B: Oops, well I think we just lost Dean Otto, I think the wave got him. He may check back in with us but again it's been a wild weather day I think. Now compared to the people that are on the East Coast where they're freezing, etcetera, it's a beautiful sunny day but the waves are churning and it's very windy. You know, way more windy than would be normal so it's kind of an exciting weather day. There could be a little bit of a storm tonight, it was pretty more windy, well kind of stormy, we live in Kapalua, and I would say last night was a storm quality and the wind. We had to close doors that we've never closed etcetera so it was, you know, the weather by itself is kind of interesting. A couple of other things, you know, we've got a new listing on a property in Kahana that we're going to have available and we're going to tell you more about on the next show so that you can be looking for it, 43 Kahana Place. I don't have any details for you right now but if you're interested, it's a really great Kahana home. It's got ocean view, very private Ohana, it has an Ohana. Give us a call (808) 669-0070, check out our website that will be coming out shortly on the website also with some photos so I think it's going to happen very soon. But we'd love to have you call us and ask, we don't have anything like I said that I can give you right now but our website has all of our listings and that's going to be one of our favorite properties. And I think we'll sell it right away. Excuse me, I think I'm talking too fast and I forgot to bring water because I got here so late. We're waiting still, I think Dean maybe ? I guess a radio show of one may be a little bit difficult, I didn't realize that until just this moment. Usually I'm right on time, I get here early, I have a moment to get ready, I have a glass of water and usually I have a partner in crime. My husband would be here, Roy Sakamoto, and again right now that just isn't working so if I sneeze again I am really, really sorry. A couple of other interesting things, you know, we've been out of the country a couple of times to Singapore and to Shanghai which were really exciting. We've got a variety of people there that are thinking of getting into the market here ? excuse me ? and we're heading back to Shanghai to meet with a group that are hoping to come over here and in one case they're looking to buy a small hotel that's in Honolulu which they would end up timesharing. But we have located a property for them and we're going to be going back and giving them a lot of details on it but we're only going to be able to do it for 2 days so I think we'll be in the air longer than we'll actually be in Singapore. But between Singapore and Shanghai we've made a couple of trips because there's so much interest in what's going on in Maui. Another, one last Kapalua property that I think would be worth talking about is 1212 Summer Road which is right on the golf course, huge, huge view, it's listed at $7.9 million, eight-bedrooms, eight and a half baths, 1,600 approximately square foot swimming pool. This house has the best of the best of everything. It was filled with an ear toward doing that, you know, seeing to it that everything was perfect. It was built for the owners use, it wasn't built as a rental home, it was really built to have it be a second home. They thought at one point that it might be a first home, you know, their principal residence. But you know, it's a fabulous home, fairly easy for me to get you in to take a look at it and for the person looking for a large property to live in this one could be the one. It has a really great media room, office, and pretty much everything was designed perfectly. Architect, Rick Ryniack, so again, a property that I think will be really worth getting a look at depending on where you're at in the market and what you've got in mind. It does seem again like I'm talking about all of the upper price range listings rather than some of the others but again, we do handle everything. We've got a couple right now that are looking for a principal residence that have got some offers in on Napili houses that are great values, there's some newer developments down in Lahaina that we've had people looking at and I think those are really worth it. The developer there is coming up with some great packages for lending so I think there's so much happening in and around Maui that I think this is it, this is the time to be buying. We're looking at some of the others that I was hoping to get to. We still have a fabulous property Upcountry which has huge acreage, and it's got several thousand acres. Sorry that I don't have it right here now, but we're kind of throwing you off on that one so I think I'm going to stick again back at Kapalua and throw in a couple of others. If anyone is looking right now to get into real estate I think you should be calling us first of all, let us go through the list with you whether you're looking for a hundred thousand dollar property or a time share, we've got one of our agents that has a couple of great timeshares at the Whaler. Or let us sit down with you, get you to a lender, go over all of the different possibilities for what you can afford, get you with an understanding of exactly what kind of a mortgage you can qualify for. And I think that's really a key, starting in that area. So if you come in and talk to us (808)669-0070, I'm available, Roy's available, one of our agents will be happy to spend time with you. It's the way you get started and we're happy to talk to you even if you're not ready to buy today, even if it's going to turn out that it's a year from now or two years from now. So check in with us. We're going to be shortly coming back up with Danny Couch and "I Love Hawaii" and today I couldn't love Hawaii anymore, as I said just driving over here even though, as I said, it was a huge traffic thing, the waters churned up and the wind was blowing and the sky was blue and it really is a perfect, perfect beautiful day. And tomorrow, I'm sure we'll end up with no wind and it'll be an even better day. So welcome to Maui if you're here visiting and aloha from Sakamoto Properties. Thank you.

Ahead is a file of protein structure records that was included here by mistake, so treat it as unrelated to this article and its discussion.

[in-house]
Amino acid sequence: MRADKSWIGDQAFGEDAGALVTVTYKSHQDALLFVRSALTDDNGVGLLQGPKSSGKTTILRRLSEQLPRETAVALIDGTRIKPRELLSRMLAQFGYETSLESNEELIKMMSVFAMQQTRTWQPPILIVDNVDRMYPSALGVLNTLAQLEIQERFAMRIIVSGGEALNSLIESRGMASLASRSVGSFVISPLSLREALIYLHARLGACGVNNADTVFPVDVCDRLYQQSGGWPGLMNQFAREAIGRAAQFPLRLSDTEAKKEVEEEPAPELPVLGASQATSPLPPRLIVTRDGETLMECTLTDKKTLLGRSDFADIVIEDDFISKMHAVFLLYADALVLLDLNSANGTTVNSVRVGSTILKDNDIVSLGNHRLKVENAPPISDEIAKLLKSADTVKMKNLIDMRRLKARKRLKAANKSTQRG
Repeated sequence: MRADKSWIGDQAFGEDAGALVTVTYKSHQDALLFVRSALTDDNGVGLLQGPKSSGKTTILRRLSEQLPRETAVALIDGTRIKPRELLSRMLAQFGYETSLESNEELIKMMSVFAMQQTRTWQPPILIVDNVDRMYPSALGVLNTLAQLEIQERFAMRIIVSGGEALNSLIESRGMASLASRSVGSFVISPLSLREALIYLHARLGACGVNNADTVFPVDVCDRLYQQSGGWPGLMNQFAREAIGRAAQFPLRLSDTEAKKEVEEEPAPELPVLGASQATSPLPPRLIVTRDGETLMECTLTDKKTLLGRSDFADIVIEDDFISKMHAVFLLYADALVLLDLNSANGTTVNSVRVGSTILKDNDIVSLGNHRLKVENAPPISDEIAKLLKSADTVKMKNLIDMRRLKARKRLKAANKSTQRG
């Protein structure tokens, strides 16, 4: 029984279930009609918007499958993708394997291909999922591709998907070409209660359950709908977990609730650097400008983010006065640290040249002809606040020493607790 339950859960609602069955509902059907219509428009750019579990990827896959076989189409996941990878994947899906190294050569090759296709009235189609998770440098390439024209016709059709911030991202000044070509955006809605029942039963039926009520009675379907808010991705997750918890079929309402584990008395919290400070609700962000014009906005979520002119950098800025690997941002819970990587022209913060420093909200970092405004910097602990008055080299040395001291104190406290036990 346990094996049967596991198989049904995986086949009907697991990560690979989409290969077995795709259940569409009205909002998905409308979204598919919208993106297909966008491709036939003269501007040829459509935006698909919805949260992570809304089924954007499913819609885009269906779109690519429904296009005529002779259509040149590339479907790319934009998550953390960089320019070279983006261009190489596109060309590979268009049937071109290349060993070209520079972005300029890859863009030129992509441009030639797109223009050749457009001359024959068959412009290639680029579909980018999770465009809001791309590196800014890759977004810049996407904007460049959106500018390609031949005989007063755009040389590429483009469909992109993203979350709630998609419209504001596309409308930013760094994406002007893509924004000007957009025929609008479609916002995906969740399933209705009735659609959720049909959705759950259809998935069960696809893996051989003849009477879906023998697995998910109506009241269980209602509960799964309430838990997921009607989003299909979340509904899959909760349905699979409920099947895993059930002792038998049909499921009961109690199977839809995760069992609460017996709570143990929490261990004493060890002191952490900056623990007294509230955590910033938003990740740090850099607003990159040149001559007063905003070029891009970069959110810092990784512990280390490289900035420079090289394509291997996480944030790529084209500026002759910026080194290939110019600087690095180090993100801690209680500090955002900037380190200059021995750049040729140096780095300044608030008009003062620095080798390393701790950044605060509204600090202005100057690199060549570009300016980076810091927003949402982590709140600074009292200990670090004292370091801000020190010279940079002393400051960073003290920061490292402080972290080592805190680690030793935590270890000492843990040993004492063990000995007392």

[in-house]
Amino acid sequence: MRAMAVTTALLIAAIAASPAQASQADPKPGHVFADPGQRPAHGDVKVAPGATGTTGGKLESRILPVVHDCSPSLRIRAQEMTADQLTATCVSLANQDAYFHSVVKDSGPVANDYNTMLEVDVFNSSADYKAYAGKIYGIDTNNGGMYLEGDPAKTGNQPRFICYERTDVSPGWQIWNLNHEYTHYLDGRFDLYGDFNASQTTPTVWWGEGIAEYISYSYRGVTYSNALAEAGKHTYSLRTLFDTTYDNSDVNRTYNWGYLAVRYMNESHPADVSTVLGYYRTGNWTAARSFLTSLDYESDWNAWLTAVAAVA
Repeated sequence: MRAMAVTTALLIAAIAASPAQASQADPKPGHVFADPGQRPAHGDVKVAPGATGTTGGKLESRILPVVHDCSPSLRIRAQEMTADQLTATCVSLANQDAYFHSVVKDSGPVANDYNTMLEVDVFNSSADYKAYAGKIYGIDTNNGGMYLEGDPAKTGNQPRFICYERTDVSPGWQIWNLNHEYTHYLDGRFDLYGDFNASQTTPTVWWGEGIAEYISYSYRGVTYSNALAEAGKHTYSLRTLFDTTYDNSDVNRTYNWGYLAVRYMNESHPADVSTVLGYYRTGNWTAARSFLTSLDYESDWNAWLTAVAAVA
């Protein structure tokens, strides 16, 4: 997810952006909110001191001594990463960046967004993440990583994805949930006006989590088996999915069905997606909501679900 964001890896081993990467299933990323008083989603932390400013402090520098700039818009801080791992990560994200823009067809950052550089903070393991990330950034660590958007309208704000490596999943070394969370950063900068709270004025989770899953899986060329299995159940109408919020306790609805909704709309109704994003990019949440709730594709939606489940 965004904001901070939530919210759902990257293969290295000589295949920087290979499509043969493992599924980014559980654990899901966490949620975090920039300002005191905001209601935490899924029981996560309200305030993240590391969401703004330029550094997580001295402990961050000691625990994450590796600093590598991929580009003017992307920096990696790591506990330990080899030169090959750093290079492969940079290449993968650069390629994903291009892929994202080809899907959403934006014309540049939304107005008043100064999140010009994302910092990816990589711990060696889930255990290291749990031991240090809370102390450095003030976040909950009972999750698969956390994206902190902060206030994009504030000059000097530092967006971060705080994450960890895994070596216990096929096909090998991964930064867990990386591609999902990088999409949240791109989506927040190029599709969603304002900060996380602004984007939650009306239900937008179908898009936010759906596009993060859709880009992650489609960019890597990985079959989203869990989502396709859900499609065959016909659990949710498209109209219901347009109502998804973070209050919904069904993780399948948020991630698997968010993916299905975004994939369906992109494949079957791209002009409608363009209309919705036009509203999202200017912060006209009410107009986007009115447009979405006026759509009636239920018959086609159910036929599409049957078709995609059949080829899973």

Mailing Address:
Sakamoto Properties
P.O. Box 10068
Lahaina, HI 96761
Phone: (808) 669-0070
Fax: (808) 669-1234
Office Address:
Sakamoto Properties
Napili Plaza
5095 Napilihau Street #203
Lahaina, Maui, HI 96761